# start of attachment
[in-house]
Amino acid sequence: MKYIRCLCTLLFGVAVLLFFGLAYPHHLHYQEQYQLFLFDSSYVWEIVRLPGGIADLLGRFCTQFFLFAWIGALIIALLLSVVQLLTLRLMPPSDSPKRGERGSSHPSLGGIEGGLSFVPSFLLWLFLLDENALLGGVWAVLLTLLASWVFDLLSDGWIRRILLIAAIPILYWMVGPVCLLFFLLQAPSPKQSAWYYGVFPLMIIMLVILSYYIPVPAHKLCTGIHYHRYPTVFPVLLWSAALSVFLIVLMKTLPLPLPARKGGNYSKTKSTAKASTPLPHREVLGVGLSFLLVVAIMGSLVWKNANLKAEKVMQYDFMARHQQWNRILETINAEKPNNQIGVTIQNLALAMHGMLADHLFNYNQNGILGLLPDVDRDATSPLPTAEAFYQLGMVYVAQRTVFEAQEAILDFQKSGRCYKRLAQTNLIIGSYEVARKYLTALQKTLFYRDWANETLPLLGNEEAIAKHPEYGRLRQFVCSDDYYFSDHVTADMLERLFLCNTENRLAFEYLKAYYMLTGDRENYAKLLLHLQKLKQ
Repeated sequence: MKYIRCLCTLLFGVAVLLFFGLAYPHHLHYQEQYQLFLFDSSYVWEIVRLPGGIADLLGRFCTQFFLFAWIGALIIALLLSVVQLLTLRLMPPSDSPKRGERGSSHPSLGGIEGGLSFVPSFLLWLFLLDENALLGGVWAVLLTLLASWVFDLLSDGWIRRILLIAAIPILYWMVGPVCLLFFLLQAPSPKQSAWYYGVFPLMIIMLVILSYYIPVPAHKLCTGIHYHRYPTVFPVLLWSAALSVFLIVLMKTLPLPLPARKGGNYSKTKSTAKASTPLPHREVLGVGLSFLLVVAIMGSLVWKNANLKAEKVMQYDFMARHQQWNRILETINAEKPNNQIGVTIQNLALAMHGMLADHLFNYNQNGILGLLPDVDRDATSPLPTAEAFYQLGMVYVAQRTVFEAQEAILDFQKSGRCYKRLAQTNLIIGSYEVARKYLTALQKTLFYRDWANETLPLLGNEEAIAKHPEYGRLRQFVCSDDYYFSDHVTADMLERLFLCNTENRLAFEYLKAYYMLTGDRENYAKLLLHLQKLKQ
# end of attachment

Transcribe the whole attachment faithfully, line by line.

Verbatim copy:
[in-house]
Amino acid sequence: MKYIRCLCTLLFGVAVLLFFGLAYPHHLHYQEQYQLFLFDSSYVWEIVRLPGGIADLLGRFCTQFFLFAWIGALIIALLLSVVQLLTLRLMPPSDSPKRGERGSSHPSLGGIEGGLSFVPSFLLWLFLLDENALLGGVWAVLLTLLASWVFDLLSDGWIRRILLIAAIPILYWMVGPVCLLFFLLQAPSPKQSAWYYGVFPLMIIMLVILSYYIPVPAHKLCTGIHYHRYPTVFPVLLWSAALSVFLIVLMKTLPLPLPARKGGNYSKTKSTAKASTPLPHREVLGVGLSFLLVVAIMGSLVWKNANLKAEKVMQYDFMARHQQWNRILETINAEKPNNQIGVTIQNLALAMHGMLADHLFNYNQNGILGLLPDVDRDATSPLPTAEAFYQLGMVYVAQRTVFEAQEAILDFQKSGRCYKRLAQTNLIIGSYEVARKYLTALQKTLFYRDWANETLPLLGNEEAIAKHPEYGRLRQFVCSDDYYFSDHVTADMLERLFLCNTENRLAFEYLKAYYMLTGDRENYAKLLLHLQKLKQ
Repeated sequence: MKYIRCLCTLLFGVAVLLFFGLAYPHHLHYQEQYQLFLFDSSYVWEIVRLPGGIADLLGRFCTQFFLFAWIGALIIALLLSVVQLLTLRLMPPSDSPKRGERGSSHPSLGGIEGGLSFVPSFLLWLFLLDENALLGGVWAVLLTLLASWVFDLLSDGWIRRILLIAAIPILYWMVGPVCLLFFLLQAPSPKQSAWYYGVFPLMIIMLVILSYYIPVPAHKLCTGIHYHRYPTVFPVLLWSAALSVFLIVLMKTLPLPLPARKGGNYSKTKSTAKASTPLPHREVLGVGLSFLLVVAIMGSLVWKNANLKAEKVMQYDFMARHQQWNRILETINAEKPNNQIGVTIQNLALAMHGMLADHLFNYNQNGILGLLPDVDRDATSPLPTAEAFYQLGMVYVAQRTVFEAQEAILDFQKSGRCYKRLAQTNLIIGSYEVARKYLTALQKTLFYRDWANETLPLLGNEEAIAKHPEYGRLRQFVCSDDYYFSDHVTADMLERLFLCNTENRLAFEYLKAYYMLTGDRENYAKLLLHLQKLKQ